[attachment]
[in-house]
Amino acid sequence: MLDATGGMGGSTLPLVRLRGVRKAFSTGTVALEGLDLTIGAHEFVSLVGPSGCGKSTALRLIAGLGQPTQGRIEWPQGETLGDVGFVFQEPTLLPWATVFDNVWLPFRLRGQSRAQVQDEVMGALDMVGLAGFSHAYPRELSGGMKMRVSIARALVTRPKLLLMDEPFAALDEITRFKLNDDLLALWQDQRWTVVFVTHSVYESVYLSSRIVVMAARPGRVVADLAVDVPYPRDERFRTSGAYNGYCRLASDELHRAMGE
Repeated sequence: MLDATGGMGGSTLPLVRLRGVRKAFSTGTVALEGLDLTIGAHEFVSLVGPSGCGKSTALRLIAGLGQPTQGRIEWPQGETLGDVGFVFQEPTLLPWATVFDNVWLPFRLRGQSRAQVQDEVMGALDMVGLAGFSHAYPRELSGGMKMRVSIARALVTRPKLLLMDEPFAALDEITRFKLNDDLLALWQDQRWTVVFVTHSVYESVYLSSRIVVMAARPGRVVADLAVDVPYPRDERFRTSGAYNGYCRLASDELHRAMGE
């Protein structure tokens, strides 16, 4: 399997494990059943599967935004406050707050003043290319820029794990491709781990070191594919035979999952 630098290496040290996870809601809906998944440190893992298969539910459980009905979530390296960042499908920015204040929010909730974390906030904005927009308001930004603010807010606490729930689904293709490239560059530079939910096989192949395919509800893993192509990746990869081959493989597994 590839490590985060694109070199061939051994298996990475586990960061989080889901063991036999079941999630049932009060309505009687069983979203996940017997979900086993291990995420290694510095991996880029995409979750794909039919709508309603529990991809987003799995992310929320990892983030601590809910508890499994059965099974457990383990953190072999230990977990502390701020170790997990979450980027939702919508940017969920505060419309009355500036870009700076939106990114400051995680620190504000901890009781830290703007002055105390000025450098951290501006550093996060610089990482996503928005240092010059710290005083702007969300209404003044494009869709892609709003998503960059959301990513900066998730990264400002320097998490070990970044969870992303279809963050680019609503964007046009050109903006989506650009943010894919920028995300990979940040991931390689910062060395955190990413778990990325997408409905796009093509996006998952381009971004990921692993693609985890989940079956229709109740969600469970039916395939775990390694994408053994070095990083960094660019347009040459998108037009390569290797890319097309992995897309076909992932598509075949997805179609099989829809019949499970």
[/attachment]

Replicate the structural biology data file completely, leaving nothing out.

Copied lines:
[in-house]
Amino acid sequence: MLDATGGMGGSTLPLVRLRGVRKAFSTGTVALEGLDLTIGAHEFVSLVGPSGCGKSTALRLIAGLGQPTQGRIEWPQGETLGDVGFVFQEPTLLPWATVFDNVWLPFRLRGQSRAQVQDEVMGALDMVGLAGFSHAYPRELSGGMKMRVSIARALVTRPKLLLMDEPFAALDEITRFKLNDDLLALWQDQRWTVVFVTHSVYESVYLSSRIVVMAARPGRVVADLAVDVPYPRDERFRTSGAYNGYCRLASDELHRAMGE
Repeated sequence: MLDATGGMGGSTLPLVRLRGVRKAFSTGTVALEGLDLTIGAHEFVSLVGPSGCGKSTALRLIAGLGQPTQGRIEWPQGETLGDVGFVFQEPTLLPWATVFDNVWLPFRLRGQSRAQVQDEVMGALDMVGLAGFSHAYPRELSGGMKMRVSIARALVTRPKLLLMDEPFAALDEITRFKLNDDLLALWQDQRWTVVFVTHSVYESVYLSSRIVVMAARPGRVVADLAVDVPYPRDERFRTSGAYNGYCRLASDELHRAMGE
């Protein structure tokens, strides 16, 4: 399997494990059943599967935004406050707050003043290319820029794990491709781990070191594919035979999952 630098290496040290996870809601809906998944440190893992298969539910459980009905979530390296960042499908920015204040929010909730974390906030904005927009308001930004603010807010606490729930689904293709490239560059530079939910096989192949395919509800893993192509990746990869081959493989597994 590839490590985060694109070199061939051994298996990475586990960061989080889901063991036999079941999630049932009060309505009687069983979203996940017997979900086993291990995420290694510095991996880029995409979750794909039919709508309603529990991809987003799995992310929320990892983030601590809910508890499994059965099974457990383990953190072999230990977990502390701020170790997990979450980027939702919508940017969920505060419309009355500036870009700076939106990114400051995680620190504000901890009781830290703007002055105390000025450098951290501006550093996060610089990482996503928005240092010059710290005083702007969300209404003044494009869709892609709003998503960059959301990513900066998730990264400002320097998490070990970044969870992303279809963050680019609503964007046009050109903006989506650009943010894919920028995300990979940040991931390689910062060395955190990413778990990325997408409905796009093509996006998952381009971004990921692993693609985890989940079956229709109740969600469970039916395939775990390694994408053994070095990083960094660019347009040459998108037009390569290797890319097309992995897309076909992932598509075949997805179609099989829809019949499970």